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I've been keeping this blog for all of my beekeeping years and I began my 13th year of beekeeping in April 2018. Now there are more than 1300 posts on this blog. Please use the search bar below to search the blog for other posts on a subject in which you are interested. You can also click on the "label" at the end of a post and all posts with that label will show up. At the very bottom of this page is a list of all the labels I've used.

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I began this blog to chronicle my beekeeping experiences. I have read lots of beekeeping books, but nothing takes the place of either hands-on experience with an experienced beekeeper or good pictures of the process. I want people to have a clearer picture of what to expect in their beekeeping so I post pictures and write about my beekeeping saga here. Along the way, I've passed a number of certification levels and am now a
Master Beekeeper Enjoy with me as I learn and grow as a beekeeper.

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Sunday, August 27, 2006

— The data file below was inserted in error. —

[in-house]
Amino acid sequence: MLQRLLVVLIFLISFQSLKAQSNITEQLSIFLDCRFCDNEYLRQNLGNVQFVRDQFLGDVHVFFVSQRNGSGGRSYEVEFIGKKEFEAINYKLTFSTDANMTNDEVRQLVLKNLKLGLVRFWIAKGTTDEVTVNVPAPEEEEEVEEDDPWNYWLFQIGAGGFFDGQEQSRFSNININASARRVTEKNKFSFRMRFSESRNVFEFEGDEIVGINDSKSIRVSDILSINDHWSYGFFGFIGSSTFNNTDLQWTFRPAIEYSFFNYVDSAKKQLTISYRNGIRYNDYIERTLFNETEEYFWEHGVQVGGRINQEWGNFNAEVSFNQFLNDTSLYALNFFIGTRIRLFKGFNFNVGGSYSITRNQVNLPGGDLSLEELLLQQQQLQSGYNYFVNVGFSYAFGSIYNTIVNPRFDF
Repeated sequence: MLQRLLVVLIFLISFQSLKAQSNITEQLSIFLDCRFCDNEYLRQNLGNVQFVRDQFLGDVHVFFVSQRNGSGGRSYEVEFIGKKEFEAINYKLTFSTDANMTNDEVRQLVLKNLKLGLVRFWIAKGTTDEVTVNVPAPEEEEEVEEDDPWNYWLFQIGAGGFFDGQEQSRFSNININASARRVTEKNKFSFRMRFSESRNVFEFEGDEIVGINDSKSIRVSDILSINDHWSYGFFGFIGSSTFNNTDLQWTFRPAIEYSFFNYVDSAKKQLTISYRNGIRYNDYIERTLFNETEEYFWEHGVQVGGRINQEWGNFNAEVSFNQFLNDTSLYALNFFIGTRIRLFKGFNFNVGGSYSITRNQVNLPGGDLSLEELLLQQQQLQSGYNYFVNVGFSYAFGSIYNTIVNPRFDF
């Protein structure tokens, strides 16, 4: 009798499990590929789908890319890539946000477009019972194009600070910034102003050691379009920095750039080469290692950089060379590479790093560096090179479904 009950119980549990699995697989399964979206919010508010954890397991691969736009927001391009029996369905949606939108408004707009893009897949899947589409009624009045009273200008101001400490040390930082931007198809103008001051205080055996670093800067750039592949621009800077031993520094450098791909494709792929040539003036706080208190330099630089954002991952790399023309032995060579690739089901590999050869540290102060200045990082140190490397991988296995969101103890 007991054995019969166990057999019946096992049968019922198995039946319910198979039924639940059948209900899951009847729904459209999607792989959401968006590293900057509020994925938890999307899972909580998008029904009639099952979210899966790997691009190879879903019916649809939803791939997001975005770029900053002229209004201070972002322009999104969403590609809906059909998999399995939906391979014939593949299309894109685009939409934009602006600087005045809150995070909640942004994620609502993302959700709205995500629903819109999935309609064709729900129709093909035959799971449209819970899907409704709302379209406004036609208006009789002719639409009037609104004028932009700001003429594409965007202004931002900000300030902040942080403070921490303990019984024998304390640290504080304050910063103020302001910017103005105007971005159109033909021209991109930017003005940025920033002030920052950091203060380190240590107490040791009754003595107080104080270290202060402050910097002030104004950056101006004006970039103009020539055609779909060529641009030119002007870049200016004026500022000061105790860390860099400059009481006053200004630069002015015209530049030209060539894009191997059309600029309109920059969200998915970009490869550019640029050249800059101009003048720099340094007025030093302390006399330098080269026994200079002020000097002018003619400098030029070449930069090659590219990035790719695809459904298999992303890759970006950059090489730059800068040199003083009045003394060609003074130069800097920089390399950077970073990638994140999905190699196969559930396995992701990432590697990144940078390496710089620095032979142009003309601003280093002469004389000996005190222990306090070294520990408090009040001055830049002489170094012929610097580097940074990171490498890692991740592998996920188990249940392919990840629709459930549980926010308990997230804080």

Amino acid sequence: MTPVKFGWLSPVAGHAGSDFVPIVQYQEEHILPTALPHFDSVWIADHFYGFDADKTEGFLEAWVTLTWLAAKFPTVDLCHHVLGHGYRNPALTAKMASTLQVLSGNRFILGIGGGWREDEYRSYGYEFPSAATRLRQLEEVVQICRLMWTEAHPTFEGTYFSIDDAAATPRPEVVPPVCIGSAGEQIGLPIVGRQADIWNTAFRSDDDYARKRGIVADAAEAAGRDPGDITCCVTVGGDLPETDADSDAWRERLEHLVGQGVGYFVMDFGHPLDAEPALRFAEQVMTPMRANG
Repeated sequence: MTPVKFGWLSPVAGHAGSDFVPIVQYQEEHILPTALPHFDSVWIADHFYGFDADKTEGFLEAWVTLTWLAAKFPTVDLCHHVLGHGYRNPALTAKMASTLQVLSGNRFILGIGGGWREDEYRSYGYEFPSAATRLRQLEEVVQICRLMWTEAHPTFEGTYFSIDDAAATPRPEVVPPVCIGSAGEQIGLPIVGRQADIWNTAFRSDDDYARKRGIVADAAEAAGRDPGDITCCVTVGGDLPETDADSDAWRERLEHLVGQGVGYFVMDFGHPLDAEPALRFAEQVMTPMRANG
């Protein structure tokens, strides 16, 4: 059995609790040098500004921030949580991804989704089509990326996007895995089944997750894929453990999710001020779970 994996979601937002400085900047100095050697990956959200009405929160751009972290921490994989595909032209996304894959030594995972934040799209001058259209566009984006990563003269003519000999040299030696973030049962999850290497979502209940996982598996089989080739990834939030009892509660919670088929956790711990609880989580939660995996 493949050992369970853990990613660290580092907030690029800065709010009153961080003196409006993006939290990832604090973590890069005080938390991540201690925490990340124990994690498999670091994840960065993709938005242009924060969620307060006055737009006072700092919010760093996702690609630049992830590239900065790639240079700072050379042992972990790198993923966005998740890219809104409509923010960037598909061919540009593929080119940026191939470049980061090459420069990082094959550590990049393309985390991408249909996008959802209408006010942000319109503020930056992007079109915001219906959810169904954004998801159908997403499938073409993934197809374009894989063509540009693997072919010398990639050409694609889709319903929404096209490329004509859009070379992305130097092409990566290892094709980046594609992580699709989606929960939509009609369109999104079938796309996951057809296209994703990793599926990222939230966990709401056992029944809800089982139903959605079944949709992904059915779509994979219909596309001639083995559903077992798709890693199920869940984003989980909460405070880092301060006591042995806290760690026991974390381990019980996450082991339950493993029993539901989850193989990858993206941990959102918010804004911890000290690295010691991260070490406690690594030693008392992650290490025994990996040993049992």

Honey differences!

Amazing that there are major differences in the honey I bottled today and the honey from last week. The super this week was on the hive less time than the first week. The honey this week is lighter and tastes very different from the honey from last week.

Last week the honey seemed to be flavored by the tulip poplar. It is dark honey with a smooth flavor and has a taste that is softer than this week's honey. This week the honey tastes much lighter and ends with a tart almost lemony note. I love it - and I loved the honey last week.

The last picture is a comparison of the first jar of honey last week with a comparable jar bottled today.

The super this week was one of those where the wax wasn't long enough for the frame and the bees had not drawn it all the way down to the bottom of the frame, so there was less honey and less beautiful comb to cut.

Nonetheless, I bottled 8 pints of cut comb honey, 42 tiny honey bottles to give my Emory grad students when they turn in their final exams on Wednesday, and 10 half pints. The bucket is still outside in the heat and will yield several more bottles before we are all said and done.

I can't get over the fact that the two honeys taste so different. I imagine the tulip poplar is a clear cut honey taste, but where did the tart taste come from in the jars I bottled today? Posted by Picasa

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